Year after year we have seen countless primary schools axing the traditional Christmas nativity in favour of politically-correct “winter celebrations”. And by the looks of it, this year’s not going to be any different.
St Cleef Primary School in South East London is rehearsing their play which features three Segway riders: an African NHS doctor, a Muslim mayor, and a Turkish barber, who follow the Bethnal Green Star to a refugee centre where they bear gifts of bling, dubstep, and respect.
One concerned mum, Cindy White, 23, said: “I wasn’t surprised that the school wasn’t holding a traditional play. Last year’s play had Thor in it, who came to the school bearing sweets. It caused a lot of concern because the guy playing the god of thunder looked like a paedo. Nothing like the actor in the Marvel films. It’s a good job the school banned any photography for that one.
Carved directly into the rock itself, the face of Merlin is an imposing site on the Tintagel landscape. And despite criticism, it’s the first of many new sculptures and installations commissioned by English Heritage.
The next sculpture, commissioned to local artist, Mariah England, 42, will be a 12 foot standing stone, shaped like a giant cock, with the face of King Arthur – if the legendary king looked like Noel Edmonds – carved into the bellend.
Speaking to reporters at the Merlin’s face opening event, the sculptress said:
A professor from Finchley University, in Barnham-on-Wick, has warned Cornwall Council against further house building, advising the council that the extra weight from inward migration could tear Cornwall away from England, leaving the region to drift off into the Atlantic.
Professor Morton, Head of Environmental Physics at Finchley University said: “The Tamar is essentially a tear between two land masses, held together by the top end. But any extra weight could widen the gap and see Cornwall drift off into the Atlantic.
Top EU officials have been warned that pigeons are disappearing from cities across the Middle East at an alarming rate and are heading in unprecedented numbers to countries across Europe, all due to the threat imposed upon them by the jihadist organization, ISIS.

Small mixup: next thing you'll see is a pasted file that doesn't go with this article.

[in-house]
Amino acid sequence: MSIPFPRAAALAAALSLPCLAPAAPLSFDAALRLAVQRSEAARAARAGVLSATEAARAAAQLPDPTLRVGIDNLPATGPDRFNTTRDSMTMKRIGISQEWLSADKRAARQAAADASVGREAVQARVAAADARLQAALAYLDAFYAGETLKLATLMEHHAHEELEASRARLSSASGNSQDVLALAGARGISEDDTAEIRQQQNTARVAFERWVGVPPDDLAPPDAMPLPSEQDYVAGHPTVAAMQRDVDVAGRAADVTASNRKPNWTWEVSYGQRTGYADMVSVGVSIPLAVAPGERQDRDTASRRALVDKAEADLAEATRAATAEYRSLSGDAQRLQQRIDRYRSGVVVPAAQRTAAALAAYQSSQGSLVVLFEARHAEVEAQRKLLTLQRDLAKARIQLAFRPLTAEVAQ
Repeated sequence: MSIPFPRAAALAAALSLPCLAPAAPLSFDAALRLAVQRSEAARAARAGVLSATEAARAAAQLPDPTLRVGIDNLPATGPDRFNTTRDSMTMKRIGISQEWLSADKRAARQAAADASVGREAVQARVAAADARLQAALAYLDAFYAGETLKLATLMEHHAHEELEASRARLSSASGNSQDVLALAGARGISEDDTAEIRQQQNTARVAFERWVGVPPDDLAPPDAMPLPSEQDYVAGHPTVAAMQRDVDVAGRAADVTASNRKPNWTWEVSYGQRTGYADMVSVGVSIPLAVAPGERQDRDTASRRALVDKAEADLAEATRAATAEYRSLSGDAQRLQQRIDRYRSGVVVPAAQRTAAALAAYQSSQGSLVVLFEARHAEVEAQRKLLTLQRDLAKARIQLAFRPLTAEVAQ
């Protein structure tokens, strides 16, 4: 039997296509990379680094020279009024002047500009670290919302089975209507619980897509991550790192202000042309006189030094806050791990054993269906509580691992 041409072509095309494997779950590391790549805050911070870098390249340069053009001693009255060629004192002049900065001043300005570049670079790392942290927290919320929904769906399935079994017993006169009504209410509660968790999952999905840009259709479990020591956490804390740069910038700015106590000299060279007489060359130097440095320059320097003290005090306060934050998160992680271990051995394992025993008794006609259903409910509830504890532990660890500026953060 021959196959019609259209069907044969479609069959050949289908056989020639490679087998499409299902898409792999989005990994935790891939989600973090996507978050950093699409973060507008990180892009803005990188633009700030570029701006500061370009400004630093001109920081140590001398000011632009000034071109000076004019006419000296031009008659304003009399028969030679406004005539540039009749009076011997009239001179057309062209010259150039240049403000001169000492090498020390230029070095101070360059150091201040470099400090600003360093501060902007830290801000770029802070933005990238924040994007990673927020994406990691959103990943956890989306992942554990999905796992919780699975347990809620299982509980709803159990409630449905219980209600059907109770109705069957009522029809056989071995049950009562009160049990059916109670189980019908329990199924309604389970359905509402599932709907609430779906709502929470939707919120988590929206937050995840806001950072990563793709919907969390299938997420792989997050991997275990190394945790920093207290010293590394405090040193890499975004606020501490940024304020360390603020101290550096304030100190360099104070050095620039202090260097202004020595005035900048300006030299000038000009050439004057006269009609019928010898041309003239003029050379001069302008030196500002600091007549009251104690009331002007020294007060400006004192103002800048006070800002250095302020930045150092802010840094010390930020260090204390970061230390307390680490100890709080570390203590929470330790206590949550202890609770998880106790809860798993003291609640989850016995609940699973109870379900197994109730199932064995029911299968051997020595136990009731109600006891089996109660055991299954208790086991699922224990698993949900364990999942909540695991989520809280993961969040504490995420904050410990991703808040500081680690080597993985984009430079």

Bertram Cumberbatch, head of The International Bird Watching Society, said: “ISIS have made the pigeon an enemy by preventing pigeon breeding on roofs, as they claim that the sight of the birds’ genitalia is a distraction from their daily worship. This has led to many of the birds ending up in ISIS torture camps, where they are beaten, flogged, burned and even beheaded.
A heartbroken Cornishman from Pool has dumped his fiancée, just three weeks before their marriage, after finding out that she has been lying to him about her pasty making skills.
Ruan Trewedna, 34, has been coming home from work every Saturday evening to be greeted by the smell of freshly baked pasties ever since the couple moved in together last March.
But last Saturday Mr Trewedna came home from work early to find his mother-in-law to be in their kitchen making the pasties, and his fiancée lying on the sofa watching classic JK.
The branch manager of a telesales company in North London has come up with the idea of only employing mixed-race staff to confuse ‘impossible’ diversity quotas from the company’s head office in Birmingham.
Branch manager, Roger Bean, 43, said: “I was told by head office that the branch had to employ an equal amount of staff from different ethnic backgrounds, i.e. white/British, Eastern European, black, Asian, and Oriental.
“But it became too much to cope with. We started to take on staff because of their skin colour, not their skills. It was impossible. So I came up with the idea of only employing staff who are mixed-race, in the hope it would confuse head office quotas.”
Reckon you’ve got what it takes to be a Britain’s Got Talent star?
Pauline Buckett, 44, from Troon in Cornwall thinks she has.
Pauline has been crimping pasties for over 25 years at Philips Bakery and has decided to show off her skills in front of the BGT production team who’re busy roaming the country in search of new talent before the new series hits our screens next year.
Reporters spoke to Pauline, and her family, at her home on Newton Road.